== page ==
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Afternoon Men: A Novel
University of Chicago Press, 2014
eISBN: 978-0-226-18692-4 | Paper: 978-0-226-18689-4
Library of Congress Classification PR6031.O74A73 2015
Dewey Decimal Classification 823.912
ABOUT THIS BOOK | AUTHOR BIOGRAPHY | REVIEWS | TOC | REQUEST ACCESSIBLE FILE
ABOUT THIS BOOK
Written from a vantage point both high and deliberately narrow, the early novels of the late British master Anthony Powell nevertheless deal in the universal themes that would become a substantial part of his oeuvre: pride, greed, and the strange drivers of human behavior.
More explorations of relationships and vanity than plot-driven narratives, Powell’s early works reveal the stirrings of the unequaled style, ear for dialogue, and eye for irony that would reach their caustic peak in his epic, A Dance to the Music of Time.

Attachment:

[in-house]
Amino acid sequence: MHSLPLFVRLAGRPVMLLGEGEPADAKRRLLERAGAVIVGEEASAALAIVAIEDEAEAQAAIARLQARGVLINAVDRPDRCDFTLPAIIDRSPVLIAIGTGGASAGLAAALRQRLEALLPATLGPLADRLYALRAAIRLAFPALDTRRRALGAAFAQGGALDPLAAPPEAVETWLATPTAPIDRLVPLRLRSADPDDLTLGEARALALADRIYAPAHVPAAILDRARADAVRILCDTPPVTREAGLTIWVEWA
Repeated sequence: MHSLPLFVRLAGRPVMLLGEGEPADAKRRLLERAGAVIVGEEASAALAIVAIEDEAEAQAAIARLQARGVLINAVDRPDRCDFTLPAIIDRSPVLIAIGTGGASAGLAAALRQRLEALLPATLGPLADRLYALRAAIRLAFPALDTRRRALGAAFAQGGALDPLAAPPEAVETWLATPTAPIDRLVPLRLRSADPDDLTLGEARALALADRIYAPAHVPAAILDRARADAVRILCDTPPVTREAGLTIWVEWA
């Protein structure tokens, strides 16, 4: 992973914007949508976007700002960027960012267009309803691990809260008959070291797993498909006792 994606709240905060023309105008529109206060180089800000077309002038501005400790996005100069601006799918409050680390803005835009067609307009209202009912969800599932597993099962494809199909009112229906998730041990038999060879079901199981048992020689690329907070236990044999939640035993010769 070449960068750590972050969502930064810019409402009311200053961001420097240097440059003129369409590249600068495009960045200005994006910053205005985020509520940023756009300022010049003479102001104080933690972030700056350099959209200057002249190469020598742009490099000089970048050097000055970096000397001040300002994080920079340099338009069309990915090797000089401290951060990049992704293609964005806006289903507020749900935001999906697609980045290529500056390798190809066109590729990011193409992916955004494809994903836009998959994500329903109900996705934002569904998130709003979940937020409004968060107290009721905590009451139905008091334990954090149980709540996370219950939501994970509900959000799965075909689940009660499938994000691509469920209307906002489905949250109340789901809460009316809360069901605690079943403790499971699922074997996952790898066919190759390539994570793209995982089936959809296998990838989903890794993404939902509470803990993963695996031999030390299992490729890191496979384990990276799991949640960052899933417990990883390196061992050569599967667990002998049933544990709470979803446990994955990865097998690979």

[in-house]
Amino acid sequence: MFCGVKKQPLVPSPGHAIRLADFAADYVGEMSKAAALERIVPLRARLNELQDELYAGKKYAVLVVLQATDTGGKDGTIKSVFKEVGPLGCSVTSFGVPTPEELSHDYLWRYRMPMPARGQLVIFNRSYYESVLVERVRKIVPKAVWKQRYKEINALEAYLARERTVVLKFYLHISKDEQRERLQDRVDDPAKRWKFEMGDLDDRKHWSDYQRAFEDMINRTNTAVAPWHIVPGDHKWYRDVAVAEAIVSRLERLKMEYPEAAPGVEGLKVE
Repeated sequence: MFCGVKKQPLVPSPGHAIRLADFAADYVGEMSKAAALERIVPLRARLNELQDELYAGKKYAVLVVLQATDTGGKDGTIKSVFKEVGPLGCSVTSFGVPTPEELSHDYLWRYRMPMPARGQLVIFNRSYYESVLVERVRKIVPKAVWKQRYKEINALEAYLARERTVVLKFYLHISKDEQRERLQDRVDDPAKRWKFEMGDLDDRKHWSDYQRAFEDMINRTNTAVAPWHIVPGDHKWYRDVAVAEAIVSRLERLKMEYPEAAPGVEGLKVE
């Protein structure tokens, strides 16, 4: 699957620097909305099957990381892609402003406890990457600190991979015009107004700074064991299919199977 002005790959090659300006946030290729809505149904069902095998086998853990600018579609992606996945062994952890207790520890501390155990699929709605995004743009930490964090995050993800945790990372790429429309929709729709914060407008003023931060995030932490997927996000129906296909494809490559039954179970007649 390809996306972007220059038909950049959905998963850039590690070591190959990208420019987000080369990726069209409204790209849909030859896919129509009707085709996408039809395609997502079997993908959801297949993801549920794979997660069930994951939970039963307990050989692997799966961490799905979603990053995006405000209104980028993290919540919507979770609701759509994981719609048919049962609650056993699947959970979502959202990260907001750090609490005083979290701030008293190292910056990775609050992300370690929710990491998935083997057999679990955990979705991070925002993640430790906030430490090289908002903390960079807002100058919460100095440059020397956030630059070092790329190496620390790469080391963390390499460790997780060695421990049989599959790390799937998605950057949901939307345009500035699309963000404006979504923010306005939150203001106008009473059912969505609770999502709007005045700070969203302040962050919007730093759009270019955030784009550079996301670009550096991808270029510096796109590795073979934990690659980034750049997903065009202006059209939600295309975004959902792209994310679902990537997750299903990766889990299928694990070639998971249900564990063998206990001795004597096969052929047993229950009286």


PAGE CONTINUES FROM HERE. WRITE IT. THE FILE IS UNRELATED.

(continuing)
In Afternoon Men, the earliest and perhaps most acid of Powell’s novels, we meet the museum clerk William Atwater, a young man stymied in both his professional and romantic endeavors. Immersed in Atwater’s coterie of acquaintances—a similarly unsatisfied cast of rootless, cocktail-swilling London sophisticates—we learn of the conflict between his humdrum work life and louche social scene, of his unrequited love, and, during a trip to the country, of the absurd contrivances of proper manners.
A satire that verges on nihilism and a story touched with sexism and equal doses self-loathing and self-medication, AfternoonMen has a grim edge to it. But its dialogue sparks and its scenes grip, and for aficionados of Powell, this first installment in his literary canon will be a welcome window onto the mind of a great artist learning his craft.
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